TORONTO, June 5 /CNW/ - A milestone in health care delivery has been
achieved as Ontario joins British Columbia and Alberta in improving public
access to oral hygiene care with passage and recent Royal Assent of amendments
to the Dental Hygiene Act in Bill 171, the Health System Improvement Act,
2007. Those amendments allow dental hygienists to self-initiate.
Self-initiation permits dental hygienists to clean patients' teeth without the
necessity of having an order from a dentist.
"This achievement is as significant as the original passage of the
Ontario Health Insurance Plan (OHIP) because of the impact it will have on
health care in this province," commented Cathie Mazal-Kuula, President of the
College of Dental Hygienists of Ontario (CDHO).
Anti-poverty activists, seniors' advocates and those representing the
physically and mentally challenged have been working hard over the past 14
years to see this achieved.
"The legislative amendments will increase access to preventive oral
health care services by those who currently cannot afford care through
conventional dental offices and who do not qualify for government support
programs," stated Brother Richard MacPhee, Executive Director, The Good
"The McGuinty government and Health and Long-Term Care Minister
Smitherman deserve credit for doing what no other Ontario government has done
and for not buckling under the pressure of a few vested interests that would
have deprived many groups and individuals from their right of choice and
access to an important health care service," declared Nina Lewin, co-chair for
Ontario Voices for Oral Health.
Recognition is also due to other current and former MPPs including Donna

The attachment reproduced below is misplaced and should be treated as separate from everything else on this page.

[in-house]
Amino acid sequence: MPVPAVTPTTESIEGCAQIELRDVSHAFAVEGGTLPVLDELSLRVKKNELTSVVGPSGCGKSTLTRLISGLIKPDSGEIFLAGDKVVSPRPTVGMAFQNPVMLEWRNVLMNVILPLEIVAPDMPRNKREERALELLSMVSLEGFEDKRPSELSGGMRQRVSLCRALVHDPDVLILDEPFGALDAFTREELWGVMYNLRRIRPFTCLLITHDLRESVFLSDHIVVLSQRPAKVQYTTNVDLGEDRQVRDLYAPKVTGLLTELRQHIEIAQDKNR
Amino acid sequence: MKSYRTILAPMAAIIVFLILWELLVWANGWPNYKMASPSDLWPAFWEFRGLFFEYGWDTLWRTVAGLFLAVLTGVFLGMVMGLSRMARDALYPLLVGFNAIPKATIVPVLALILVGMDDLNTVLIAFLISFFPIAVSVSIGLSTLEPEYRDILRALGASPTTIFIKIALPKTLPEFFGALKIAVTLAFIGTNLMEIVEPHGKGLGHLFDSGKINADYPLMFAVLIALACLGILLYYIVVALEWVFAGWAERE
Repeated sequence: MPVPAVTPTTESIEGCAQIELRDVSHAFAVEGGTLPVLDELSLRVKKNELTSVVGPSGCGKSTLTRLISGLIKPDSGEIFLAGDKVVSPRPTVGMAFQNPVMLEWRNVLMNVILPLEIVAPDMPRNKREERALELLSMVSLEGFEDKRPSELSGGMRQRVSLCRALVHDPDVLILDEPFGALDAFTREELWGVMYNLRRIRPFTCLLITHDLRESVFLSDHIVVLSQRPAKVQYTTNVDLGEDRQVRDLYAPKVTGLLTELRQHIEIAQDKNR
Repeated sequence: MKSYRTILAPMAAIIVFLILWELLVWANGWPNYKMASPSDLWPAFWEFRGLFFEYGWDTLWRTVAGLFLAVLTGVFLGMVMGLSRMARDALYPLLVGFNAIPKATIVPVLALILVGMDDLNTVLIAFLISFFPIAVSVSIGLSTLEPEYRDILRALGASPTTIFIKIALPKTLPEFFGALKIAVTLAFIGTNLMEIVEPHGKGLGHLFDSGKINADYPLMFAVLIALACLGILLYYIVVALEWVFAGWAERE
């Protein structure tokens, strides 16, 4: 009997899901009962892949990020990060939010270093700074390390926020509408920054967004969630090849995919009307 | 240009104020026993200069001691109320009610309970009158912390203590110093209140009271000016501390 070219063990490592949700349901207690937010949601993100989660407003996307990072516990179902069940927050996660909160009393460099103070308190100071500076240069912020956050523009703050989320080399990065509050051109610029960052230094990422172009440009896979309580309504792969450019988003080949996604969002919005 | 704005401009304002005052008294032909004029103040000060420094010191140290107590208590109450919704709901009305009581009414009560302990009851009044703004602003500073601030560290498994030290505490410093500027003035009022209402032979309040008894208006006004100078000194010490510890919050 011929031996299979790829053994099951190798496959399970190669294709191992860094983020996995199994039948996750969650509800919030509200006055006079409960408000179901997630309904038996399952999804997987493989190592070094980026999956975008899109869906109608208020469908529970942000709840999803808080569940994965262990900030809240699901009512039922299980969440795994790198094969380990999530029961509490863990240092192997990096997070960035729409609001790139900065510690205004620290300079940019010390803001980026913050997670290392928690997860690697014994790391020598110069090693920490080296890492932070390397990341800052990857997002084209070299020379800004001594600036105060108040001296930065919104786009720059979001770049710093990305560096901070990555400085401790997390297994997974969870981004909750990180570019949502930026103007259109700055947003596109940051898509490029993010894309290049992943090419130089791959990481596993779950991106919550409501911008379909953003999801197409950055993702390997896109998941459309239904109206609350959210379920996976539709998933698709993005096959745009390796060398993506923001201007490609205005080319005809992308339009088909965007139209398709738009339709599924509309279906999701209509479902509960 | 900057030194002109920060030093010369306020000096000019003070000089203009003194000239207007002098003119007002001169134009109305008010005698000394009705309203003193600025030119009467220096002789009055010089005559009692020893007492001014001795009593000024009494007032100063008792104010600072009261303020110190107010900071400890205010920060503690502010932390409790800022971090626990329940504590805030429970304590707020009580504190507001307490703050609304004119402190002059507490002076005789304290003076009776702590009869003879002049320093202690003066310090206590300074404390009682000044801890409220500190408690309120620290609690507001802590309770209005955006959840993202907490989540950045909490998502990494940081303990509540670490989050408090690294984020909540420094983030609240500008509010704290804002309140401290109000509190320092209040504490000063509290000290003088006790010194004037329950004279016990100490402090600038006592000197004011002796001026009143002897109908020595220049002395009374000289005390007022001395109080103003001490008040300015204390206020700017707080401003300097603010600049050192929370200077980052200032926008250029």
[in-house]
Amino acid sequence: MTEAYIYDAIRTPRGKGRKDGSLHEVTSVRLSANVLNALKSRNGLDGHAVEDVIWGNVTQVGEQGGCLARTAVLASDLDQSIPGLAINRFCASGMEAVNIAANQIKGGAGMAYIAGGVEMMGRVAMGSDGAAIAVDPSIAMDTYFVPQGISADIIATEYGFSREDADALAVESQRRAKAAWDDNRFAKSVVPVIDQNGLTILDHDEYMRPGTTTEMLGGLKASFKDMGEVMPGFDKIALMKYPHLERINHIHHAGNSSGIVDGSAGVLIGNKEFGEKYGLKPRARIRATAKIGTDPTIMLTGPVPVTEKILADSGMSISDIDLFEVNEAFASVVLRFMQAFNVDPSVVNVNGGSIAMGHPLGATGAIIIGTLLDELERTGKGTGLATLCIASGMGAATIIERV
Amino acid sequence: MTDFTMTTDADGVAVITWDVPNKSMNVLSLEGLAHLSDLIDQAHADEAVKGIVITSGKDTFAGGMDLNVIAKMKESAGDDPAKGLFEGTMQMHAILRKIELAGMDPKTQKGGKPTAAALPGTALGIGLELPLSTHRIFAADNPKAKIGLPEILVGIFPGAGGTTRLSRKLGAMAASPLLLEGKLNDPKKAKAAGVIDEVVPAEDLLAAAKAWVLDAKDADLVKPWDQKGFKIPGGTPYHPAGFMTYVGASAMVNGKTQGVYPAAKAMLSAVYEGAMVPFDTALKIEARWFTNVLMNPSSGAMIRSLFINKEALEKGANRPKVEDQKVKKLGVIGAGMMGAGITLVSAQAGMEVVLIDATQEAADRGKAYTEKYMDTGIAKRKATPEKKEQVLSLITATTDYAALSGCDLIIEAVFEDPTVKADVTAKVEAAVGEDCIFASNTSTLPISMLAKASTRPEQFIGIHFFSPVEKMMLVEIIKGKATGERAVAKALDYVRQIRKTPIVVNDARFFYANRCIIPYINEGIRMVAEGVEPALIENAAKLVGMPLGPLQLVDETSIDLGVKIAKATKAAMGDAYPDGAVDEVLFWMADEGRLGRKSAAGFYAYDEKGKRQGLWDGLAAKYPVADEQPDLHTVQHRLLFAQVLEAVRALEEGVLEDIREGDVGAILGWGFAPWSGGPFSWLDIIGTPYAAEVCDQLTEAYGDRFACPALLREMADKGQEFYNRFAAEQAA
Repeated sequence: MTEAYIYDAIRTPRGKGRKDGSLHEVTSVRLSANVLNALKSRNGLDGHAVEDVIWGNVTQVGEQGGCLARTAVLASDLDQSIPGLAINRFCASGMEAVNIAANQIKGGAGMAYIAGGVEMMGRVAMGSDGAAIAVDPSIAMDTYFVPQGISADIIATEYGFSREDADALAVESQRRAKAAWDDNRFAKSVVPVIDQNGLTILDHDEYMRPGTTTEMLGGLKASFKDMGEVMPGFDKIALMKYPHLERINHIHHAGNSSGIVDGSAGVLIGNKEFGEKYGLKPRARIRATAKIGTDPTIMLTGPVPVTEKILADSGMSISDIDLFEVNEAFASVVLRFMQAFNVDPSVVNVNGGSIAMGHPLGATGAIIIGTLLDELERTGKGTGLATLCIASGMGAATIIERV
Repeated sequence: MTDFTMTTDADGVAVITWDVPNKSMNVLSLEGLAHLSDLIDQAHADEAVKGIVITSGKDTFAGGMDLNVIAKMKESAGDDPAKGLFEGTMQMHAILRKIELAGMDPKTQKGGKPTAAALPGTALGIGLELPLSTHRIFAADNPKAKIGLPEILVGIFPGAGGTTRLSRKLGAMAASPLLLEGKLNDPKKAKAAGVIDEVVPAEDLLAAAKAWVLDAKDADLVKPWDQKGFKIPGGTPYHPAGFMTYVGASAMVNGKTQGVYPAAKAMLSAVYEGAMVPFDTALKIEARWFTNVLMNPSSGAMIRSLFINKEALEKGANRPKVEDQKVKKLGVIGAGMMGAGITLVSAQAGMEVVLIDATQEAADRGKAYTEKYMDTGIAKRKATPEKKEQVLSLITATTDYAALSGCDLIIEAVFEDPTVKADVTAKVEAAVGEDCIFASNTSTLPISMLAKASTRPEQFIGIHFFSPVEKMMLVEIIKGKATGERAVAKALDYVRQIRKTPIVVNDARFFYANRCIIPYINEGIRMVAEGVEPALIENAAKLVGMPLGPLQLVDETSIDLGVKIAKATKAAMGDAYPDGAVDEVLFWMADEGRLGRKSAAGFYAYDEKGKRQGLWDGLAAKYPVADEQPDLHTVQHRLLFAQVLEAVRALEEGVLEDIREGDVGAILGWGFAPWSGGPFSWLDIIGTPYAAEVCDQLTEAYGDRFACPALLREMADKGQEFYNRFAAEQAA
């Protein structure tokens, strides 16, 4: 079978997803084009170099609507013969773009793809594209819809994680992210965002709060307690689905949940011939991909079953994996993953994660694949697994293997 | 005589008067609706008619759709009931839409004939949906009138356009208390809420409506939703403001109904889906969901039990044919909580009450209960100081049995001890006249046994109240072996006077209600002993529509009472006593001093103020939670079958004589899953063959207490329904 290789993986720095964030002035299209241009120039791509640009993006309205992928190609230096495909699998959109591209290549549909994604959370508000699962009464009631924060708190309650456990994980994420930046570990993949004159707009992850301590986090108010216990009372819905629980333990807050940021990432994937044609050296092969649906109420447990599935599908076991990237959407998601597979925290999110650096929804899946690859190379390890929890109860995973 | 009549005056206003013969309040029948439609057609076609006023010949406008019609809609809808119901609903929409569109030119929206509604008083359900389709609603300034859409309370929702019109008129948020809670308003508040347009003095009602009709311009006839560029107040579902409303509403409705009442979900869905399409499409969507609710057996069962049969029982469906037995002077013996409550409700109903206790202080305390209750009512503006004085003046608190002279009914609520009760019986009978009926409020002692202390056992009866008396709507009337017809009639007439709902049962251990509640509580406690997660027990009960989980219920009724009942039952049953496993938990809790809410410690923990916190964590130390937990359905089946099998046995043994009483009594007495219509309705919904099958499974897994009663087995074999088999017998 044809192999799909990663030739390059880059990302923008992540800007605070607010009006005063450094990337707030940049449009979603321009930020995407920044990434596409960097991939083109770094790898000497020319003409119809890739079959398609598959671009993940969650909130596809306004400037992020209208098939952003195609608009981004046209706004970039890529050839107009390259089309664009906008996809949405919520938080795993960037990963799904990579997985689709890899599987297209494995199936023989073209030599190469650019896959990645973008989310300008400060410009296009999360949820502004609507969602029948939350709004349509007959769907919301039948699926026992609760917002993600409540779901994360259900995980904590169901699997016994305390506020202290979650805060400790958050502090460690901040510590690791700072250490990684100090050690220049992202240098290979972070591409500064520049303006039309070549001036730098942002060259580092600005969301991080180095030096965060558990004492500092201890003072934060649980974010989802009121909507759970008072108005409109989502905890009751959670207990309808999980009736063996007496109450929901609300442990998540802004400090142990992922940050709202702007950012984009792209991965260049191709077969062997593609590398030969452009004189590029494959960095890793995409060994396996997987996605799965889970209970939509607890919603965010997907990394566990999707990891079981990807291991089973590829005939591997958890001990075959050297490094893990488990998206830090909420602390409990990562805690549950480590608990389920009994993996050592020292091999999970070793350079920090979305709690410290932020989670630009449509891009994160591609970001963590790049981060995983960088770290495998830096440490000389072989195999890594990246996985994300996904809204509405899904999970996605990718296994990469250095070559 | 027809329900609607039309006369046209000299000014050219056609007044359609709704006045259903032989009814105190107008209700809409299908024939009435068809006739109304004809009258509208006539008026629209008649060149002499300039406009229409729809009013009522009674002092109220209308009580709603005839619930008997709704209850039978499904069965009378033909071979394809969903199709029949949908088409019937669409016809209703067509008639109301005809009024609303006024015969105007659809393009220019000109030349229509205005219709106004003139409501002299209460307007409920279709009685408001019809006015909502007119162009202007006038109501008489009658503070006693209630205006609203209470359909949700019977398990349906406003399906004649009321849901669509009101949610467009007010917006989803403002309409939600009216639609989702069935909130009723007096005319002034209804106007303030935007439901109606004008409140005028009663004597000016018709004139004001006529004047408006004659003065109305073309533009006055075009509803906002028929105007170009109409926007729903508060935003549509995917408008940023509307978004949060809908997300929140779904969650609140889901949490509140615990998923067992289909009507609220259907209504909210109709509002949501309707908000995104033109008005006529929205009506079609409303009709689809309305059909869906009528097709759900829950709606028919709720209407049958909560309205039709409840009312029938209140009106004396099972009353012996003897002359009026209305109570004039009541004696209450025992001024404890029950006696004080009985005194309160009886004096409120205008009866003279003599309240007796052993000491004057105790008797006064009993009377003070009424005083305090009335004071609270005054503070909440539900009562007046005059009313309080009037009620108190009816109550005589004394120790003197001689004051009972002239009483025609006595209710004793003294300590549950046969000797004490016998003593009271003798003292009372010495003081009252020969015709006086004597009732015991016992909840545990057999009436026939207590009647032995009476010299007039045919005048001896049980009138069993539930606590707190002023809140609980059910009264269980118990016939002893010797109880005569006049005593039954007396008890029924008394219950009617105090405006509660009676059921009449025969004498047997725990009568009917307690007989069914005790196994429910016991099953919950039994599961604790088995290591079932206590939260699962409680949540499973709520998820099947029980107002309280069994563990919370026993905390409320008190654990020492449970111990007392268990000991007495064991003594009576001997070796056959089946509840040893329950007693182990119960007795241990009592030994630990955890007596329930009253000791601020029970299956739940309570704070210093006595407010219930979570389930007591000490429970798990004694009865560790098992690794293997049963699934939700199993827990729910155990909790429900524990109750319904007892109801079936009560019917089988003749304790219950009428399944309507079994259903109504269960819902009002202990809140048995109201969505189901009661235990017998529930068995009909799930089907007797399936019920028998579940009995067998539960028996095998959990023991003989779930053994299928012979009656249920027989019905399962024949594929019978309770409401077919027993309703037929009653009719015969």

Cansfield (Etobicoke Centre) and Kathleen Wynne (Don Valley West) who have
been tireless champions for this initiative.
"The CDHO, the regulatory body for dental hygienists, will be coming
forward with a Standard of Practice to give all Ontarians assurance that
dental hygienists practising self-initiation can do so competently,
effectively and safely. The College will issue a Standard of Practice for
stakeholder review and consultation very shortly," advised CDHO Registrar,
This legislative amendment validates the spirit of the Regulated Health
Professions Act (RHPA) which was to facilitate the evolution of professions in
response to public need and advances in technology. "The key component of
dental hygiene education is the need for dental hygienists to recognize their
obligation to the public, before any employer, and their need to practise
ongoing professional development to maintain and enhance professional
competence," commented Linda Jamieson, President of Dental Hygiene Educators
Over 40% of Ontarians currently do not have regular oral hygiene care
according to research conducted by the Commonwealth Fund.
This situation will change dramatically once the legislation is
proclaimed and comes into legal force and effect. The CDHO anticipates
The CDHO was established pursuant to the Regulated Health Professions
Act, 1991 and the Dental Hygiene Act, 1991 as the statutory regulatory body
for dental hygienists who are registered to practise in Ontario. There are
currently over 8,500 dental hygienists registered to practise by the CDHO.
For further information:
For further information: CDHO President Cathie Mazal-Kuula or Registrar
Fran Richardson at (416) 961-6234